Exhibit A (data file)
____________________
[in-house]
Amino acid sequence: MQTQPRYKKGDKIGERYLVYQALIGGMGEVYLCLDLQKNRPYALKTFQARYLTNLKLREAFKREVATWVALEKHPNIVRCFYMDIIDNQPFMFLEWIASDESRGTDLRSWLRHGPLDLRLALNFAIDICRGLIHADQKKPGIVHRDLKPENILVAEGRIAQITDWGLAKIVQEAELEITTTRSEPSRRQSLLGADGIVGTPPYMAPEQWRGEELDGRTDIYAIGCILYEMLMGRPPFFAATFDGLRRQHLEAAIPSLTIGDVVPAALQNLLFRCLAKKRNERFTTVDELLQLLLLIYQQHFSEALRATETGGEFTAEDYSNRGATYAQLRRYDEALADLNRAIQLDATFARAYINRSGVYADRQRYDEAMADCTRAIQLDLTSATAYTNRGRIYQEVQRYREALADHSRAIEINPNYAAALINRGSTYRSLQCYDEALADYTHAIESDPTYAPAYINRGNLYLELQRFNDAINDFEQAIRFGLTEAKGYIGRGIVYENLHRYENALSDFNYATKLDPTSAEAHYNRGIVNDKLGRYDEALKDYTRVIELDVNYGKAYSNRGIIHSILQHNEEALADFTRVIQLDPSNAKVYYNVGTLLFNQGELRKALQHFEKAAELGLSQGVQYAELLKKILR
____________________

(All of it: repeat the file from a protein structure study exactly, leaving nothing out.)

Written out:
[in-house]
Amino acid sequence: MQTQPRYKKGDKIGERYLVYQALIGGMGEVYLCLDLQKNRPYALKTFQARYLTNLKLREAFKREVATWVALEKHPNIVRCFYMDIIDNQPFMFLEWIASDESRGTDLRSWLRHGPLDLRLALNFAIDICRGLIHADQKKPGIVHRDLKPENILVAEGRIAQITDWGLAKIVQEAELEITTTRSEPSRRQSLLGADGIVGTPPYMAPEQWRGEELDGRTDIYAIGCILYEMLMGRPPFFAATFDGLRRQHLEAAIPSLTIGDVVPAALQNLLFRCLAKKRNERFTTVDELLQLLLLIYQQHFSEALRATETGGEFTAEDYSNRGATYAQLRRYDEALADLNRAIQLDATFARAYINRSGVYADRQRYDEAMADCTRAIQLDLTSATAYTNRGRIYQEVQRYREALADHSRAIEINPNYAAALINRGSTYRSLQCYDEALADYTHAIESDPTYAPAYINRGNLYLELQRFNDAINDFEQAIRFGLTEAKGYIGRGIVYENLHRYENALSDFNYATKLDPTSAEAHYNRGIVNDKLGRYDEALKDYTRVIELDVNYGKAYSNRGIIHSILQHNEEALADFTRVIQLDPSNAKVYYNVGTLLFNQGELRKALQHFEKAAELGLSQGVQYAELLKKILR